The minute the quirky little theme song comes on (because I didn’t change the channel in time), she screams, “Caaaaaaaayooooooooo!” and parks her little tushy right down in front of the TV. You see, sometimes Caillou comes on right after our favorite show, Sesame Street, and I just don’t get to that remote in time. If I try to change the channel, there’s some pretty serious temper-tantrum action. And, it’s way too early in the morning for that.

I sit here at 8 am this Friday morning writing this while enduring yet another episode of Caillou. Will it be the one where he and mommy take the subway only for him to get to his play date and declare he wants to leave right away to ride the subway again (rude)? Or the episode where he can’t share with his little sister?

Yeah, the show has some cute moments and great learning-through-watching potential, but gosh, that Caillou is annoying.

So, what kid show drives you batty that your kid loves?

Happy Friday, everyone!

Sweet potato quinoa waffles

 - by Sarah Lipoff

© Sarah Lipoff 2011

The other day I couldn’t resist baking up a ton of sweet potatoes to enjoy with dinner and feed the babe the next day. The thing is, I really went a bit too crazy with how many I baked and we had sweet potatoes with dinner, the babe had sweet potatoes for lunch, and we even had sweet potatoes with dinner again. And, there were STILL leftovers.

So, I figured we could have them for breakfast, too! I also had some leftover quinoa from a big salad I had made, and decided to toss them together for a tasty breakfast treat – sweet potato quinoa waffles! Who can resist that combo, right? And, super tasty as well as super healthy with all that protein packed quinoa and vitamin filled sweet potato! Serve the warm waffles with a pat of cold butter and drizzle of warm maple syrup as topping – yummmmmmmm.

What you need

1 cup cooked and mashed sweet potato

1 cup cooked quinoa

2 cups flour

2 Tablespoons brown sugar

1 teaspoon baking powder

2 eggs

1/2 cup milk

1/4 cup vegetable oil

Dash of salt and cinnamon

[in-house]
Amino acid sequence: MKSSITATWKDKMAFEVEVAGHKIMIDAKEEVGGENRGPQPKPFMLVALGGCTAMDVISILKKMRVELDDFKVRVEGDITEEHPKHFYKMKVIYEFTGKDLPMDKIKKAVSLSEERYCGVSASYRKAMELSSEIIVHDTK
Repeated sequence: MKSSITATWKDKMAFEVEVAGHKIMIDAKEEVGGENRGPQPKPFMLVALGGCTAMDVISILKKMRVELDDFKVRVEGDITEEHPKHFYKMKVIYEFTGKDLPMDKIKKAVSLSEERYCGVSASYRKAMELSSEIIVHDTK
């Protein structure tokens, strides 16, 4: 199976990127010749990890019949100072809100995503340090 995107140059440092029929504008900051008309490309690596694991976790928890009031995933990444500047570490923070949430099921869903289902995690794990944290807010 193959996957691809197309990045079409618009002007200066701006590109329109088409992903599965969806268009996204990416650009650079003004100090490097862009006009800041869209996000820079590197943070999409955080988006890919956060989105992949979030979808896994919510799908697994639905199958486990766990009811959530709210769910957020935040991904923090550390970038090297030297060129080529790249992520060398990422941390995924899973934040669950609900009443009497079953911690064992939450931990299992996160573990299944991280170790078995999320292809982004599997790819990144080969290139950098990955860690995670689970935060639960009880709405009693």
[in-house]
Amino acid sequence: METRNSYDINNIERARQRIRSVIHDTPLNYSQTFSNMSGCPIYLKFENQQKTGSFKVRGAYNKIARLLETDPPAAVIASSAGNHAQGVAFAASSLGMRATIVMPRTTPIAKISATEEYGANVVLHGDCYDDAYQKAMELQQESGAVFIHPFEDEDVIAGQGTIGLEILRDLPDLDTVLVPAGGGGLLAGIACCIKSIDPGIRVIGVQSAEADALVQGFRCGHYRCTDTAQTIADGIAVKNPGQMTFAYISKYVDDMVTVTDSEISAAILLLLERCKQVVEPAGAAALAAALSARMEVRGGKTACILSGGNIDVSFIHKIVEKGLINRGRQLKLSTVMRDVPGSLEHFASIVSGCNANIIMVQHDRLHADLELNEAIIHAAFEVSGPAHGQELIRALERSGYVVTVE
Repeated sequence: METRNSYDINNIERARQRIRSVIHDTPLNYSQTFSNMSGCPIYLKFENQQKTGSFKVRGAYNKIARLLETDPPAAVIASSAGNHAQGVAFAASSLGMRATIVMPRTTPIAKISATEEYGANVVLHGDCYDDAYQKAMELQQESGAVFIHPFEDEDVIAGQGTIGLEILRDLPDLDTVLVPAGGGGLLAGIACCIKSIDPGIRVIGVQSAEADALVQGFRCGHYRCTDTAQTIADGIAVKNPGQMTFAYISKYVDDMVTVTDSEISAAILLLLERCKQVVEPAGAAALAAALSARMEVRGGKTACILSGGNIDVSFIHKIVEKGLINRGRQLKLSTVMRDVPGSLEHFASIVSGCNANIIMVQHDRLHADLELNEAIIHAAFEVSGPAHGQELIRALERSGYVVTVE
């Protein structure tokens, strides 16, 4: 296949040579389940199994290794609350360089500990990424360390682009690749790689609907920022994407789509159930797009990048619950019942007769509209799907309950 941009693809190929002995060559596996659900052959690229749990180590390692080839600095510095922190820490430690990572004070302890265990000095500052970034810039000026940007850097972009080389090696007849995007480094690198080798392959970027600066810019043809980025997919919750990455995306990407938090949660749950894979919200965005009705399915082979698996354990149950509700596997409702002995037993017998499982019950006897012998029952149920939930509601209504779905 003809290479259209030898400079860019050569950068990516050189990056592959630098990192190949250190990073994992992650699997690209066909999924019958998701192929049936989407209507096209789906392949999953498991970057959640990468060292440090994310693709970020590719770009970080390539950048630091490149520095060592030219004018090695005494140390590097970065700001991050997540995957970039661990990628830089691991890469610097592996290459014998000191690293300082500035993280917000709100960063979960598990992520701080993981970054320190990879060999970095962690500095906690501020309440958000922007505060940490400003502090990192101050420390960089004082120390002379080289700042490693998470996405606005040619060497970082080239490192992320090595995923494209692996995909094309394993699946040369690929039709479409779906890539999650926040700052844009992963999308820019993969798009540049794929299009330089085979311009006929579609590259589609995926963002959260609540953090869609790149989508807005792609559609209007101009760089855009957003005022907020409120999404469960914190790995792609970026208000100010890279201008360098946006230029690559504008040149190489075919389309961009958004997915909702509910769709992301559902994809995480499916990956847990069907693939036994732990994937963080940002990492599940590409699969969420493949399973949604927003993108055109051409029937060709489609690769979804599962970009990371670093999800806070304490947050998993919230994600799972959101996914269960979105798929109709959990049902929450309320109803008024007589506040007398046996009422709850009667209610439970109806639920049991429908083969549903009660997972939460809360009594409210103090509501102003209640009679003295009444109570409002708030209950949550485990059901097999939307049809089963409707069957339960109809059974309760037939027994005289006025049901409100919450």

What you do

Mash together the sweet potato and quinoa in a mixing bowl. One they are blended together well, you can add the brown sugar, dash of salt and cinnamon, and baking powder and give another good mix.

Now you can add the milk, eggs, and oil and get everything all incorporated well. Slowly blend in the flour until nice and smooth.

Start heating up your waffle maker. What, you don’t have one? Well, go out and pick one up. Really. You should have one, even if only to make sweet potato waffles once in a blue moon. You’ll thank me later, I promise.

Coat a paper towel with a drizzle of oil and get your waffle ready for making something tasty by giving it a wipe down.

When your waffle maker is ready, pour about 1/3 cup of the waffle mix into your waffle maker. You’ll find out after the first waffle if your maker likes more or less batter. Every waffle maker is a bit different.

You’ll know your waffles are ready when they are golden brown on the outside and easily release from the waffle maker.

Now that you’ve got a big stack of sweet potato quinoa waffles, all that’s left is to slather on the butter and syrup and (maybe) share with others.

And, hey, these waffles aren’t only for breakfast. They are also fantastic alongside BBQ chicken or underneath a nice pork chop!

My jiggle-in-the-middle

 - by Sarah Lipoff

© Sarah Lipoff 2011

While walking around the house the other day I noticed something unfamiliar. I looked down. Was I pregnant and hadn’t realized it? Had my dryer shrunk my clothes again? Did I put on my husband’s jeans by mistake? Hmmmm. Because all that jiggle and wiggle couldn’t be MY fault.

I reluctantly got out the scale and did a quick weight check.

OUCH.

Yes, the holidays were about a month ago and I admit to not doing much of anything to offset all that eating, drinking and general merriment. But, I eat healthy-tasty-home-cooked-organic-if-I-can-get-it food. Not that unhealthy calorie-laden bad stuff. So, I shouldn’t have this much junk in the trunk taking place.